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Charming Comedy Jury Duty Makes Case for a Different Verdict

Serving on jury duty is one of the most grueling obligations known to man. Nobody ever wants to do it. Whenever somebody gets a summons, they go to insane lengths to get out of it. How do you turn one of the most mundane experiences into entertainment? In Amazon Freevee’s reality mockumentary series “Jury Duty,” co-creators Lee Eisenberg and Gene Stupnitsky (the writers behind "Good Boys") attempt to do just that with a simplistic premise akin to the prank shows of yore like “Punk’d” and “Nathan for You” but with a surprisingly charming twist. 

LA-based everyman Ronald Gladden shows up to Huntington Park Superior Court to do his civic duty as a potential juror. He meets some eccentric strangers, all waiting to be selected to serve in a trial, including actor James Marsden who hams it up by portraying an egotistical version of himself. Gladden is aware of the cameras around him, assuming he is participating in a documentary series for public television. Unbeknownst to Gladden, everyone surrounding him, including the judge, bailiff, lawyers, and fellow jurors, are all professional actors. Even the case trial itself is fake. Gladden is sequestered to a hotel with his fellow jurors, without any connection to the outside world for three weeks. He's also given the responsibility of the foreperson for the jury. As expected, wackiness ensues as Gladden realizes this is not just your ordinary case trial. 

The comedy stems almost entirely from Gladden’s natural reactions as the trial and tasks throughout the sequester become increasingly outlandish. Gladden puts himself out there within the three-week trial process, befriending his fellow jurors no matter their idiosyncrasies. The larger the responsibilities Gladden has as the trial furthers, the more he gets to know the jurors around him, befriending them and aiding them in various tasks out of the kindness of his heart. He helps James Marsden run lines for an audition, bonds with an introverted gadget fan and helps him break out of his shell, and acts as a wingman to a virgin with girlfriend problems wanting to hook up with a fellow juror who has a thing for him. 

Every plot point during the trial, including physical comedy beats, propped-up paparazzi, video evidence mishaps, and awry field trips, is meticulously planned. As a camera control team helmed by director Jake Szymanski (“Mike and Dave Need Wedding Dates”) hides in a room nearby, the crew finds a nice balance between throwing Gladden off his game and never positioning him as the butt of the joke. No mean-spirited malice is ever directed towards him by anyone, as he often laughs at the mild silliness thrown in his direction. The further the trial strings along, the less the style embodies the constructs of a prank show, and the more it becomes like an NBC workplace sitcom about eccentric jurors. Gladden might as well be the John Krasinski or Adam Scott type, the straight-man point of reference who tries to do the best in every silly situation he finds himself in.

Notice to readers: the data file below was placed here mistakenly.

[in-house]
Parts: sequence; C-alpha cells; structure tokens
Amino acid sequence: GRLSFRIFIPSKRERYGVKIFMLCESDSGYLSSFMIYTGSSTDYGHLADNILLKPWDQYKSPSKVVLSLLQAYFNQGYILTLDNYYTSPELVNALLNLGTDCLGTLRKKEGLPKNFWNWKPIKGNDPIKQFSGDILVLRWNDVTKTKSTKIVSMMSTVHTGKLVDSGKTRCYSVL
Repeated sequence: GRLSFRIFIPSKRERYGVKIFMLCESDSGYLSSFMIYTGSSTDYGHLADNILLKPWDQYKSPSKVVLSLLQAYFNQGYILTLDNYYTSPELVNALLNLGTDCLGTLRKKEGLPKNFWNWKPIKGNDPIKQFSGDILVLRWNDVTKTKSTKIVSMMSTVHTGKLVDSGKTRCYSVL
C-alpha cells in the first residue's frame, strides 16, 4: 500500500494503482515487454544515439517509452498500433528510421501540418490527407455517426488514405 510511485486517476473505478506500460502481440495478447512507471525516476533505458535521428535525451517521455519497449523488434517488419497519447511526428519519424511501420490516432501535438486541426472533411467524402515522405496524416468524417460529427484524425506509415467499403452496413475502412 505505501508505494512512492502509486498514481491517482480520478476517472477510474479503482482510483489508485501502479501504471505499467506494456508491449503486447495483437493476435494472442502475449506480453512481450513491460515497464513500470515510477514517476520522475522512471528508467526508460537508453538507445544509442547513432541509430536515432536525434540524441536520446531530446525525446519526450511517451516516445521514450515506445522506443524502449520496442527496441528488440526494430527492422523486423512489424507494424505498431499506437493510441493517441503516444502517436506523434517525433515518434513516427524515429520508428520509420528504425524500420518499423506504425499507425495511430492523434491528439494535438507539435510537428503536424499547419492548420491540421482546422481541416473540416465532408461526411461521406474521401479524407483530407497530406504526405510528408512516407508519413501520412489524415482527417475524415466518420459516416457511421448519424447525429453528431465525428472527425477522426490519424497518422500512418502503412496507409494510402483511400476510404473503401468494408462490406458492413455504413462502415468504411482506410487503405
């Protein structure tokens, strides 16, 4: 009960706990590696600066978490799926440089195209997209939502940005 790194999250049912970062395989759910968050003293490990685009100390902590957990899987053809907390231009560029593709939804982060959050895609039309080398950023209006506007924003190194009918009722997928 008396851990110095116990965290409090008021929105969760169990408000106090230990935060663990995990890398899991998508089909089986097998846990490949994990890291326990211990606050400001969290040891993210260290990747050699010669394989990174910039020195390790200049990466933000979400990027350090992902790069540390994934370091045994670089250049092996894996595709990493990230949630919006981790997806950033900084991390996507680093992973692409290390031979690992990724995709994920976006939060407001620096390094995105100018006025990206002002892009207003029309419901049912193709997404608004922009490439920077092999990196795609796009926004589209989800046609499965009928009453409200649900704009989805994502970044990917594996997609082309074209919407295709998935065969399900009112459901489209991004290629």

Gladden's genuine reactions are funny, expressing his silly side in the process. The best moments occur whenever he interacts with James Marsden and his showboating Primadonna persona. Marsden, being the only notable face, has Gladden a bit starstruck at first. The two list all the movies Marsden starred in, but Ron admits he didn’t see “Sonic the Hedgehog” because he heard “it sucked.” The laughs hit even harder as Gladden reveals a certain late 2000s raunchy comedy as his favorite Marsden movie, making it a running gag that always calls for a laugh whenever mentioned. Marsden is the show's MVP, and he takes the comedy higher with his consistently obnoxious behavior and comic timing. He doesn’t share the same improv experience as his co-stars so it’s impressive how he always keeps it professional and commits to his diva demeanor with comical results. 

The show's unique structure serves as a strong improv showcase for the lesser-known talent onscreen, with Alan Barinholtz, Rashida “Sheedz” Olayiwola, David Brown, Kirk Fox, Mekki Leeper, Edy Modica, Maria Russell, and Ishmel Sahid as notable standouts. “Jury Duty” sometimes has the same chill, relaxing vibe as the video game “Animal Crossing.” Gladden is the Villager and must aid all the quirky, colorful strangers he interacts with on their island and better his relationship and friendship with them, despite that island being within the halls of a courtroom.  

“Jury Duty” keeps its laughs and premise at a moderate level, treading lightly in its absurdism. It doesn’t necessarily keep audiences hooked for laughter, and outrageous workplace shenanigans are kept at a minimum. But it's not the right length despite its low-key charms, like so much TV lately. The novelty of the premise starts to run its course at the halfway mark, with even Marsden’s wackiness losing its flair. However, what it lacks in laughs, "Jury Duty" makes up for in charm, and its beating heart makes this comedy series stand out. 

The last prank on the audience by "Jury Duty" is how it wrings our emotions more than belly laughs. It's a solid workplace comedy that tells a resonant story of community, delightfully unpacking how it’s not just about serving in this world but who you’re serving with.  

Whole season was screened for review. "Jury Duty" premieres on Freevee on April 7th. 

Rendy Jones

Rendy Jones (they/he) is a film and television journalist born and raised in Brooklyn, New York. They are the owner of self-published independent outlet Rendy Reviews, a member of the Critics' Choice Association, GALECA, and a part time stand-up comedian.

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